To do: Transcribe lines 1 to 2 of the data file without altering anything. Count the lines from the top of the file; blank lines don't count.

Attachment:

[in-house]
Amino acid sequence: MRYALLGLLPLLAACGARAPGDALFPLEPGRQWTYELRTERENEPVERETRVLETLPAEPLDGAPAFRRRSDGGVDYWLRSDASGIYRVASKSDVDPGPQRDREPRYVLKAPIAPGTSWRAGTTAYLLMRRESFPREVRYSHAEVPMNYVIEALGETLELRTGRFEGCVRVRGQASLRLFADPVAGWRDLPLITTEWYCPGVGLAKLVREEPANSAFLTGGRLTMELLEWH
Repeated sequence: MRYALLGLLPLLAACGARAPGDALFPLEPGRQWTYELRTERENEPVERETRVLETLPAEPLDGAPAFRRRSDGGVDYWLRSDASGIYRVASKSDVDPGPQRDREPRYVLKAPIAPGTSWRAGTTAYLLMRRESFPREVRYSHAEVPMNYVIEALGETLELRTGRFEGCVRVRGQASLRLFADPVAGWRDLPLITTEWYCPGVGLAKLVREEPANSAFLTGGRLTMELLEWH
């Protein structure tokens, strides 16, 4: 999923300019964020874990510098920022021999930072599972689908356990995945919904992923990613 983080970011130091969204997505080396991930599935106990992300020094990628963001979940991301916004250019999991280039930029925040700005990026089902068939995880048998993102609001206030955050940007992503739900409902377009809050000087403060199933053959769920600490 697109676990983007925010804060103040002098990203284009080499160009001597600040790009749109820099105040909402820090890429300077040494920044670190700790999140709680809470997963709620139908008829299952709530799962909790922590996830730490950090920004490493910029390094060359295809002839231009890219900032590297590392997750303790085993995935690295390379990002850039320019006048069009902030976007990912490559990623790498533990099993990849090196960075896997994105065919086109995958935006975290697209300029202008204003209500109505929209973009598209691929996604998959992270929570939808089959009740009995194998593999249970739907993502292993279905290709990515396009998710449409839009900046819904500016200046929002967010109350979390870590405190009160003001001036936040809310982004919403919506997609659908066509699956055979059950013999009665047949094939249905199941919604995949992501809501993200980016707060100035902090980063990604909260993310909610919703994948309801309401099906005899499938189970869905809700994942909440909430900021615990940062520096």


[in-house]
Amino acid sequence: MRYALLGLLPLLAACGARAPGDALFPLEPGRQWTYELRTERENEPVERETRVLETLPAEPLDGAPAFRRRSDGGVDYWLRSDASGIYRVASKSDVDPGPQRDREPRYVLKAPIAPGTSWRAGTTAYLLMRRESFPREVRYSHAEVPMNYVIEALGETLELRTGRFEGCVRVRGQASLRLFADPVAGWRDLPLITTEWYCPGVGLAKLVREEPANSAFLTGGRLTMELLEWH